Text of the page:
Thanks for the excellent tutorial – this is just a word of warning for anyone who comes across one of these beasties.

    I may have a couple things I can try but if anyone has any suggestions I’d be happy for an extra brain.

    • As I suspected, the HDD backplane on this system seems to be the culprit – unplug it and the card initializes without a problem. However, even with the server BIOS updated and the Avago BIOS removed, it still can’t inventory the drives – FreeNAS just seems to go into an infinite loop when that comes up.

      Will need to see if I can update the backplane itself using Huawei’s Fusion tools – the iMana interface only seems to be able to update itself and the server BIOS.

  2. Dude! You are my hero! I know this post is a little old now, but I just started building a homelab. I wound up picking up an X9DRH-7F board in an 8-bay Supermicro chassis. I threw some shucked WD’s in it and could not for the life of me figure out why UnRAID couldn’t see them. Googling led me to your post on Serve which led me to here. I followed your instructions (which are pretty much spot on) – I found the sbempty.bin in one of the downloads and the efi version of sas2flash is sas2flsh.efi but other than that, everything worked just like you wrote. My RoC 2208 is now in IT mode and my drives are currently formatting in UnRAID. Thank you!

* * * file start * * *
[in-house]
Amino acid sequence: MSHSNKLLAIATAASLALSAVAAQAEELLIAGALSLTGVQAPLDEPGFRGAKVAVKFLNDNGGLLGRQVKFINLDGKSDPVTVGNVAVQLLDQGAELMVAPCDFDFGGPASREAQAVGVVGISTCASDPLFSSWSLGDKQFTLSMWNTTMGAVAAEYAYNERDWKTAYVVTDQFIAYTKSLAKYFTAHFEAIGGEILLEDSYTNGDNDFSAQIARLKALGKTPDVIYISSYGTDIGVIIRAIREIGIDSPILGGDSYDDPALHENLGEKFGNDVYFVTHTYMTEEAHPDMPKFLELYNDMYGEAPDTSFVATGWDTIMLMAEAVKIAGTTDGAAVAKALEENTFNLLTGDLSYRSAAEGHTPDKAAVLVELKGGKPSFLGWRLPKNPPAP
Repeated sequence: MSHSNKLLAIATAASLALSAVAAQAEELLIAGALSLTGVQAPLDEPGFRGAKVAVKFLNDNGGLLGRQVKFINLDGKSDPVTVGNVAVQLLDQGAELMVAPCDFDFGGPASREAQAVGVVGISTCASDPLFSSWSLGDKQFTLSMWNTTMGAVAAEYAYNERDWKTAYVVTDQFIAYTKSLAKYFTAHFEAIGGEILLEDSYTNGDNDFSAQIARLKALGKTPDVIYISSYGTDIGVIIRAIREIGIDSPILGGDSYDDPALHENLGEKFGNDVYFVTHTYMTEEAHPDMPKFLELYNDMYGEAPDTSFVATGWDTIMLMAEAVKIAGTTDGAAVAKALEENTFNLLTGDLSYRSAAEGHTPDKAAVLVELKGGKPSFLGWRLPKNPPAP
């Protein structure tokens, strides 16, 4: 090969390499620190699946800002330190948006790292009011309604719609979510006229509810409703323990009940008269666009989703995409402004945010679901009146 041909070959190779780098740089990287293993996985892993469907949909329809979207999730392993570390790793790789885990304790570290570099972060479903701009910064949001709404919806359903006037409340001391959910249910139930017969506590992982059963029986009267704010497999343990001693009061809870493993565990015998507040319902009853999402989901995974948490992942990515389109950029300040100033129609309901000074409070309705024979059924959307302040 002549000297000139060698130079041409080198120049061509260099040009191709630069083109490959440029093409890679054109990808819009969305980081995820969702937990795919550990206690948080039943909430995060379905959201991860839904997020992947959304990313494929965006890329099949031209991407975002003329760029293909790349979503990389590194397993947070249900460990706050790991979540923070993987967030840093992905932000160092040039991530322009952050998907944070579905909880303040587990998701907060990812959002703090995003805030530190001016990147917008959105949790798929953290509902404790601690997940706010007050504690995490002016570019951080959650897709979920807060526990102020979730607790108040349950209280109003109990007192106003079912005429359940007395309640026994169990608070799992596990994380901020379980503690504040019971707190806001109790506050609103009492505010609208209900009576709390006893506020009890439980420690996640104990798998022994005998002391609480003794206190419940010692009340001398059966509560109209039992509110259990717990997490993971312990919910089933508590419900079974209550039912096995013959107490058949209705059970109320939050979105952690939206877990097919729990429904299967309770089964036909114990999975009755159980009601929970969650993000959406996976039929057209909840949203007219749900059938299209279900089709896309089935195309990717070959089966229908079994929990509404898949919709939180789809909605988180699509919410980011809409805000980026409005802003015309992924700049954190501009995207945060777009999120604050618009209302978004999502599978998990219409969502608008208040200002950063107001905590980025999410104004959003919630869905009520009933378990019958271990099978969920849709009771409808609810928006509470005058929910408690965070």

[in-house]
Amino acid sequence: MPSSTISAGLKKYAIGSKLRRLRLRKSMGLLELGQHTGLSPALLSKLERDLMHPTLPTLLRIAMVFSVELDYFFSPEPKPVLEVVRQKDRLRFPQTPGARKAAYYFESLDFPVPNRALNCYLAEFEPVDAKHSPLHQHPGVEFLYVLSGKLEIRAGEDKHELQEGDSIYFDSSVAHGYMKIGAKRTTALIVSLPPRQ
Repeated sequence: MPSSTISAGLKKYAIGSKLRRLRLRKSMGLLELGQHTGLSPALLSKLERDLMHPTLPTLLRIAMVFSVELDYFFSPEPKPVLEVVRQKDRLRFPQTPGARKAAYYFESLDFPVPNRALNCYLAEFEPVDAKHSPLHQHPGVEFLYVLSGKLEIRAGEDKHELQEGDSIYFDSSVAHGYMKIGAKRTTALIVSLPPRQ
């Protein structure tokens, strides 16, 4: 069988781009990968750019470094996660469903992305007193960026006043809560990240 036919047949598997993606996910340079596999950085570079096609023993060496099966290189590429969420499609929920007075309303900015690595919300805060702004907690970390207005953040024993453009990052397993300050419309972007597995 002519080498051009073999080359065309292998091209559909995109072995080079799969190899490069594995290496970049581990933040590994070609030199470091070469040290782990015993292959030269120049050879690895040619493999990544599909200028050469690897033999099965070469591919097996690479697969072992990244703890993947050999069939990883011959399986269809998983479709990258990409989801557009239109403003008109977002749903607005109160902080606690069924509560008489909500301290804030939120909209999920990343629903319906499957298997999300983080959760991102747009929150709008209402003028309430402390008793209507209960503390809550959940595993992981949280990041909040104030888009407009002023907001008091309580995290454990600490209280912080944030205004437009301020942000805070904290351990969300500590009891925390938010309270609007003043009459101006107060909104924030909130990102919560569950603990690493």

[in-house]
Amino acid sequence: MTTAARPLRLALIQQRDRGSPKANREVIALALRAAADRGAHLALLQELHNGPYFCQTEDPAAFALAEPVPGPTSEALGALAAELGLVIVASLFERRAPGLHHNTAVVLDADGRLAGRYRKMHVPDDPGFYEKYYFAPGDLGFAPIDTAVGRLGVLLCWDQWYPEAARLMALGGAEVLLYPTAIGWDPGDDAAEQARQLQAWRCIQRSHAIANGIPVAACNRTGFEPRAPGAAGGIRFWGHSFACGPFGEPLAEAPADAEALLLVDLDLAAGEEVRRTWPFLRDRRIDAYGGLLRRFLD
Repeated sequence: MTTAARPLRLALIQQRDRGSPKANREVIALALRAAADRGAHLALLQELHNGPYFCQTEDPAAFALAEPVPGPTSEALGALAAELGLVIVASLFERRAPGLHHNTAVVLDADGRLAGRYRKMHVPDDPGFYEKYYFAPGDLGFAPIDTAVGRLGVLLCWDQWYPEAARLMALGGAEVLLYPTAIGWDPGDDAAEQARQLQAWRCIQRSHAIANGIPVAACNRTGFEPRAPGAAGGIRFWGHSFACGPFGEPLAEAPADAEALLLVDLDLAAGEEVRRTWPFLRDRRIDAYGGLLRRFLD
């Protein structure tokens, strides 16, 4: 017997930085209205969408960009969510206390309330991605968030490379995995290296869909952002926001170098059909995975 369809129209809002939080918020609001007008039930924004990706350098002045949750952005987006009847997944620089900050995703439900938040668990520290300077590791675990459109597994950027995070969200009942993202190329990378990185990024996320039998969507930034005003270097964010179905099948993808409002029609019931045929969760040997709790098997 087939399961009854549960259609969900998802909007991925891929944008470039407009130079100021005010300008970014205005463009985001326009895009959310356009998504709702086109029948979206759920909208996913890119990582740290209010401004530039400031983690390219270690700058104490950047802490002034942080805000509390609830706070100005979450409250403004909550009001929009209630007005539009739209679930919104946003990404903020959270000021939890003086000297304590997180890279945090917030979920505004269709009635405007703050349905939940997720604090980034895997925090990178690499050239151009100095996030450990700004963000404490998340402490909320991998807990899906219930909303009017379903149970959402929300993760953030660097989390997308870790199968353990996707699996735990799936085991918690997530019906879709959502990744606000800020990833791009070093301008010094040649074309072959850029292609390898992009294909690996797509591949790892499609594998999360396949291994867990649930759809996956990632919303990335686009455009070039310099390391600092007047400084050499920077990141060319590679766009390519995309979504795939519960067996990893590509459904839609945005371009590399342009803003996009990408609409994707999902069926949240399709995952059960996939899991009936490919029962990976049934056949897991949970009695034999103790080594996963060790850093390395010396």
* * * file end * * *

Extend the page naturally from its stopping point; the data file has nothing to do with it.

3. Thank you! I was able to successfully flash a SuperMicro BPN-ADP-S2208L-H8iR, installed on an X9DRFR motherboard in a F627R3 chassis. It is now a basic SAS-capable IT HBA. No more “megawebgui” thing, just basic IT capabilities.

  4. Thanks for writing this guide.

    I have just tried following it through on a X9DRH-7TF motherboard. It appears to have worked, however I think I may be having issues with my backplane (BPN-SAS2-826EL1). When the backplane is disconnected, the system boots fine into FreeNAS, however, if I connect the backplane, Freenas stays at ‘run_interrupt_driven_hooks: still waiting after 60 seconds for xpt_config mps_startup’.

    Note: When I flash the MPTSAS2.ROM bios, the system halts on the Avago Bios screen at ‘initializing..’. It will however boot if I disconnect the backplane.